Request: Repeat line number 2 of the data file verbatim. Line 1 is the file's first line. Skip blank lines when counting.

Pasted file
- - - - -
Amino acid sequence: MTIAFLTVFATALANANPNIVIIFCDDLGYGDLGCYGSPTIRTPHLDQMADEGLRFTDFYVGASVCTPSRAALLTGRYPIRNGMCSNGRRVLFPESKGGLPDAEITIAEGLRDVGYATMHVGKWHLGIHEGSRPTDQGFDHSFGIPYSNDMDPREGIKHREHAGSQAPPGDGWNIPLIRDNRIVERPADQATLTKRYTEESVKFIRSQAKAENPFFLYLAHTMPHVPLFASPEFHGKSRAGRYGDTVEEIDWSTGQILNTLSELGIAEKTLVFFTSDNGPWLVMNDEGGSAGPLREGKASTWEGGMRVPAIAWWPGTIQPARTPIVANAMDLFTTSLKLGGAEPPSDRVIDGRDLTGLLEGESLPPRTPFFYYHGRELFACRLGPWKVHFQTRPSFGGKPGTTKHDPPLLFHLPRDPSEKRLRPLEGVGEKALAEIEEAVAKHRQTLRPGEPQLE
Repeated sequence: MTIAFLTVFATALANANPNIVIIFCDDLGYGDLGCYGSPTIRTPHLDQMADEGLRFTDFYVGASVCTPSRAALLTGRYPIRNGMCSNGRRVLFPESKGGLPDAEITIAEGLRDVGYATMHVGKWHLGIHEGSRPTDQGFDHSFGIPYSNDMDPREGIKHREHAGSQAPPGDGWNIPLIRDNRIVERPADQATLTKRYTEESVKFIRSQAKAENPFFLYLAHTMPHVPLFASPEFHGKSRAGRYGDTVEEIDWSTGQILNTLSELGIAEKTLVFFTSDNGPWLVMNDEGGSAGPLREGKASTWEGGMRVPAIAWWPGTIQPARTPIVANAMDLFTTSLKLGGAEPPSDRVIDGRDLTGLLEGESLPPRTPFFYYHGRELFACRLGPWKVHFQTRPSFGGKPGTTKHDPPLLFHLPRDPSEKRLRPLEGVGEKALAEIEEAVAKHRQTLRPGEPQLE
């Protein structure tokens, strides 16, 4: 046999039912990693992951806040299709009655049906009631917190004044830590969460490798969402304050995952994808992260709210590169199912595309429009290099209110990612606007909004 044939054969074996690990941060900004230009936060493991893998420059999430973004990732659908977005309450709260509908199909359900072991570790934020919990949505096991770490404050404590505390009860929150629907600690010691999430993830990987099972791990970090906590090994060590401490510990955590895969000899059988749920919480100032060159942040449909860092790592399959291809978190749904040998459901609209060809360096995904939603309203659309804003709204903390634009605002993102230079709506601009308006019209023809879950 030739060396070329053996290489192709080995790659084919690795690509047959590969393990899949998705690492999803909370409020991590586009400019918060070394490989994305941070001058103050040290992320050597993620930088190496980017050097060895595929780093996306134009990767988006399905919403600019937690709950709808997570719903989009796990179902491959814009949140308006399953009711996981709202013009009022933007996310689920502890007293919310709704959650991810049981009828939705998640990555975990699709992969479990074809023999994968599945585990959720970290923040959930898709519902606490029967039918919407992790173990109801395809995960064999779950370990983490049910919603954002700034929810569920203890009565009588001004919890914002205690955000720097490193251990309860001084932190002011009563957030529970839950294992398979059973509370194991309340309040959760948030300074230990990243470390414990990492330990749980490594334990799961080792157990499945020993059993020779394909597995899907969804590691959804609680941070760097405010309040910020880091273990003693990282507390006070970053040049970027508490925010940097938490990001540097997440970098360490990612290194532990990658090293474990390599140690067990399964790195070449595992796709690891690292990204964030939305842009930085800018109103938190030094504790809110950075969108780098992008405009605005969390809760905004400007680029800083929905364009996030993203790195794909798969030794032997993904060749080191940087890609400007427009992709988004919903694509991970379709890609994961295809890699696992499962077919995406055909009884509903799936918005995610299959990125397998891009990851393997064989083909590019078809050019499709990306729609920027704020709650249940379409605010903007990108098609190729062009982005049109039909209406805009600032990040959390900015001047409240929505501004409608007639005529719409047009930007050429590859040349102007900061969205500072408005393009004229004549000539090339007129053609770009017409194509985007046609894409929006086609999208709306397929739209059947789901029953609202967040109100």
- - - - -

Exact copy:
Repeated sequence: MTIAFLTVFATALANANPNIVIIFCDDLGYGDLGCYGSPTIRTPHLDQMADEGLRFTDFYVGASVCTPSRAALLTGRYPIRNGMCSNGRRVLFPESKGGLPDAEITIAEGLRDVGYATMHVGKWHLGIHEGSRPTDQGFDHSFGIPYSNDMDPREGIKHREHAGSQAPPGDGWNIPLIRDNRIVERPADQATLTKRYTEESVKFIRSQAKAENPFFLYLAHTMPHVPLFASPEFHGKSRAGRYGDTVEEIDWSTGQILNTLSELGIAEKTLVFFTSDNGPWLVMNDEGGSAGPLREGKASTWEGGMRVPAIAWWPGTIQPARTPIVANAMDLFTTSLKLGGAEPPSDRVIDGRDLTGLLEGESLPPRTPFFYYHGRELFACRLGPWKVHFQTRPSFGGKPGTTKHDPPLLFHLPRDPSEKRLRPLEGVGEKALAEIEEAVAKHRQTLRPGEPQLE